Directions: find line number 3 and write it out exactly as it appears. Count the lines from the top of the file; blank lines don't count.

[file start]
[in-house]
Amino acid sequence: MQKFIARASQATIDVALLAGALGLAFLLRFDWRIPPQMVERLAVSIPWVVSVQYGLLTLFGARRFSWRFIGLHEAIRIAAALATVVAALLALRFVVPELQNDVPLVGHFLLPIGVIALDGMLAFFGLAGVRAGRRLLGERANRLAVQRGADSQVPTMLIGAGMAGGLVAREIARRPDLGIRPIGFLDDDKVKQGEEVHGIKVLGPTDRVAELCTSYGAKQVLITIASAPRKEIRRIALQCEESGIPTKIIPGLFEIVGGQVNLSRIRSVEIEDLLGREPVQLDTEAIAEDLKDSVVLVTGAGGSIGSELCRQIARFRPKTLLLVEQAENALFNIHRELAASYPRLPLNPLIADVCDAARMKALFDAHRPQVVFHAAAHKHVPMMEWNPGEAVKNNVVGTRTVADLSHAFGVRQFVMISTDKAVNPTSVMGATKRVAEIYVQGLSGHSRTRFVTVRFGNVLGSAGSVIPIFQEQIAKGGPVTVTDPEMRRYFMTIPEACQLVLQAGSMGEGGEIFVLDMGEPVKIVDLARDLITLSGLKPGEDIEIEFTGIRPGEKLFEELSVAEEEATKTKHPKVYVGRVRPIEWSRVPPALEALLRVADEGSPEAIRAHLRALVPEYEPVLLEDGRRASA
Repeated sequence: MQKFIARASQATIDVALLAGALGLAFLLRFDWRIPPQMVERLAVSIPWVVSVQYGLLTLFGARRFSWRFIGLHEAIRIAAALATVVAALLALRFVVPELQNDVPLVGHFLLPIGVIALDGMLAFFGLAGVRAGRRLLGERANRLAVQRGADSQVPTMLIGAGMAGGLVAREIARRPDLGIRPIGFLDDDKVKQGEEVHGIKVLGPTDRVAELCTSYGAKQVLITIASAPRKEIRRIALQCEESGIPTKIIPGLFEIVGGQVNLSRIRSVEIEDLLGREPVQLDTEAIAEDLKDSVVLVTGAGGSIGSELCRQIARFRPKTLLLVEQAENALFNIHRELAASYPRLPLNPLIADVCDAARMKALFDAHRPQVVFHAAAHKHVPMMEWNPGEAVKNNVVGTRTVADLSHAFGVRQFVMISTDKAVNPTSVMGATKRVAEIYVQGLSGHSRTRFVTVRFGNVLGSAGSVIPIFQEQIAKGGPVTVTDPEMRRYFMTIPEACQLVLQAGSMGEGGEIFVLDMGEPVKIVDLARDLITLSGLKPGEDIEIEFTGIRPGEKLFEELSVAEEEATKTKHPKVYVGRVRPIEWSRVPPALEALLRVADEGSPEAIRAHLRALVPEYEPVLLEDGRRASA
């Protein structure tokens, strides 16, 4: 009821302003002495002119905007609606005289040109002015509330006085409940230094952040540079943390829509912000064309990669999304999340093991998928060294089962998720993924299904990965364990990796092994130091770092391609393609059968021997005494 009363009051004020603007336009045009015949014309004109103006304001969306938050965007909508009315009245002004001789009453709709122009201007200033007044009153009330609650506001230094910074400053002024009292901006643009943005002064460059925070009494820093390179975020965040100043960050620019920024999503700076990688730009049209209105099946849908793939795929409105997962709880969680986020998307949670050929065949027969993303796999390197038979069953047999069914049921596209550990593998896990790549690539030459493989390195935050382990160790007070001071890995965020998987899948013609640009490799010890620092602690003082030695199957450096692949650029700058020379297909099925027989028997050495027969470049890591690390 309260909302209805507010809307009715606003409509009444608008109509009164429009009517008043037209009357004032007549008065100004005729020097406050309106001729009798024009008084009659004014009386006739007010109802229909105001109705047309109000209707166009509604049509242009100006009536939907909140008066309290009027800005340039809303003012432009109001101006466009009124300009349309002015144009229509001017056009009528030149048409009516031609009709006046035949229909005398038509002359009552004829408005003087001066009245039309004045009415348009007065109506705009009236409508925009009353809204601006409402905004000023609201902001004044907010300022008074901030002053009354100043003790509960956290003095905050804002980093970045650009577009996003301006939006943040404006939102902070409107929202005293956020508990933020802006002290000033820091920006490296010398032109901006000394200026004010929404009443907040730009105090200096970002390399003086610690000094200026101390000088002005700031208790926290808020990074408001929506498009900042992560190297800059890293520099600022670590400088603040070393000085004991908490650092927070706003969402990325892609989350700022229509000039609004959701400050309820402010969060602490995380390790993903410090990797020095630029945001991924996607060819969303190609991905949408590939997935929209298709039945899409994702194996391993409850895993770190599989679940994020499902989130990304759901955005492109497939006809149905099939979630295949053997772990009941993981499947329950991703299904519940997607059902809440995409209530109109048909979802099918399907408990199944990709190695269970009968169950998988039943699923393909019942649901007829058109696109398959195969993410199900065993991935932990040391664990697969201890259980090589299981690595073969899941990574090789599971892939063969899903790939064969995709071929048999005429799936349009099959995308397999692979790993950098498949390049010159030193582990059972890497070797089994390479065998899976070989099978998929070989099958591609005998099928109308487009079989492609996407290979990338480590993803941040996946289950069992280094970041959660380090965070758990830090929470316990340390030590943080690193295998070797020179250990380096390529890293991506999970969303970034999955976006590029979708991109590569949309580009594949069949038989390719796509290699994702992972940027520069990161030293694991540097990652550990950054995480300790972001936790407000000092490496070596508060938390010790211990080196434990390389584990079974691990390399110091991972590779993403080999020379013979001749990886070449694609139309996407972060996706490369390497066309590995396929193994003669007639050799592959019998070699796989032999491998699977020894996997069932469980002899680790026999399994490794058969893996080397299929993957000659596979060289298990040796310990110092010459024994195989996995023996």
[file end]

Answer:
Repeated sequence: MQKFIARASQATIDVALLAGALGLAFLLRFDWRIPPQMVERLAVSIPWVVSVQYGLLTLFGARRFSWRFIGLHEAIRIAAALATVVAALLALRFVVPELQNDVPLVGHFLLPIGVIALDGMLAFFGLAGVRAGRRLLGERANRLAVQRGADSQVPTMLIGAGMAGGLVAREIARRPDLGIRPIGFLDDDKVKQGEEVHGIKVLGPTDRVAELCTSYGAKQVLITIASAPRKEIRRIALQCEESGIPTKIIPGLFEIVGGQVNLSRIRSVEIEDLLGREPVQLDTEAIAEDLKDSVVLVTGAGGSIGSELCRQIARFRPKTLLLVEQAENALFNIHRELAASYPRLPLNPLIADVCDAARMKALFDAHRPQVVFHAAAHKHVPMMEWNPGEAVKNNVVGTRTVADLSHAFGVRQFVMISTDKAVNPTSVMGATKRVAEIYVQGLSGHSRTRFVTVRFGNVLGSAGSVIPIFQEQIAKGGPVTVTDPEMRRYFMTIPEACQLVLQAGSMGEGGEIFVLDMGEPVKIVDLARDLITLSGLKPGEDIEIEFTGIRPGEKLFEELSVAEEEATKTKHPKVYVGRVRPIEWSRVPPALEALLRVADEGSPEAIRAHLRALVPEYEPVLLEDGRRASA